# Algorithm for Sparse-Matrix Inverse

I have a $50000\times 50000$ matrix $A$ sparse matrix containing only 5 non-zero elements in each row. Now the problem is that the diagonal elements and the constants (in $B$ matrix such that $AX=B$) get updated after every iteration. If I go by the usual Matlab function inv or via Gauss Elimination, it takes around 130 seconds for the solution to be computed for a single iteration and the number of iterations required by the problem is somewhat of the order 100-500 to compute the final solution $X$. Need some suggestions on this one if I am not wanting to use parallel computation.

• Inverting your sparse matrix will inevitably yield a dense one, so not a good plan. You can use an iterative method instead. Speaking of which, you haven't mentioned if your matrix is symmetric (positive definite) or not... – J. M. Jun 19 '13 at 14:57
• Do you update both A and B? – Jan Jun 19 '13 at 15:36
• Welcome to SciComp.SE! Just to make sure: You have a matrix $A\in\mathbb{R}^{n\times n}$ and a matrix $B\in\mathbb{R}^{n\times m}$, and are interested in computing the matrix $X\in\mathbb{R}^{n\times n}$ such that $AX=B$ (that is, all you really want is $X$, and not the inverse $A^{-1}$), and you are using Matlab? In this case, have you tried X=A\B (never use inv for solving linear systems, that's not what it is for!), which is the most efficient "black-box" way of solving your problem in Matlab? – Christian Clason Jun 19 '13 at 17:05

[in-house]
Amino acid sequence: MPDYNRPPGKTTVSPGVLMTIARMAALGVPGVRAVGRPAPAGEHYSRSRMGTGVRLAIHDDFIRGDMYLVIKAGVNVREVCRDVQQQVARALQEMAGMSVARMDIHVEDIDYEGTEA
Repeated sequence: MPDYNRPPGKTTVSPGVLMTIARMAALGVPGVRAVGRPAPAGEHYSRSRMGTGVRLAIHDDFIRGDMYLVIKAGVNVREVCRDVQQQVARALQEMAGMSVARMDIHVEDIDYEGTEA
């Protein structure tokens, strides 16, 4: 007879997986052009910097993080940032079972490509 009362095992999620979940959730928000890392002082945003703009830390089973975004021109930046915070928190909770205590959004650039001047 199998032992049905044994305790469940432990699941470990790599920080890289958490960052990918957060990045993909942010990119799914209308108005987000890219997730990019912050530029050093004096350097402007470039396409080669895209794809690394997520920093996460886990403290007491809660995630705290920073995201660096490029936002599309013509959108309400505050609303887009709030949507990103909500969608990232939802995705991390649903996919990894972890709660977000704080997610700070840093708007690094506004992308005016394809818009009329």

• Also, an important information is the size of B (same size as A or much smaller)? – Christian Clason Jun 19 '13 at 17:07
• @clipper: Good point. I think without the help of the OP, there is little else we can suggest. I'm startled that none of our questions have gotten any answers -- does he no longer care about the question? – Wolfgang Bangerth Jun 20 '13 at 6:52

You may use a sparse factorization algorithm, it means computing matrices $P$, $L$, $U$, such that $M = PLU$ where $P$ is a permutation matrix, $L$ a sparse lower triangular matrix and $U$ a sparse upper triangular matrix. The permutation matrix is there and computed in such a way that $L$ and $U$ remain reasonably sparse (without it it is not the case in general, as indicated in the other answer). Then when $M$ is factorized in this form, it is trivial to solve a linear system with an arbitrary rhs. If $M$ is symmetric definite, then there is a sparse cholesky factorization ($M = PLL^t$), if it is symmetric only, then it can be decomosed as $M = PLDL^t$, with $D$ a diagonal matrix.
There are several available implementations of sparse factorization: SuperLU, Choldmod, Mumps, TAUCS (depending on whether you need $LU$, $LL^t$ or $LDL^t$). There probably exists MATLAB bindings for most of them.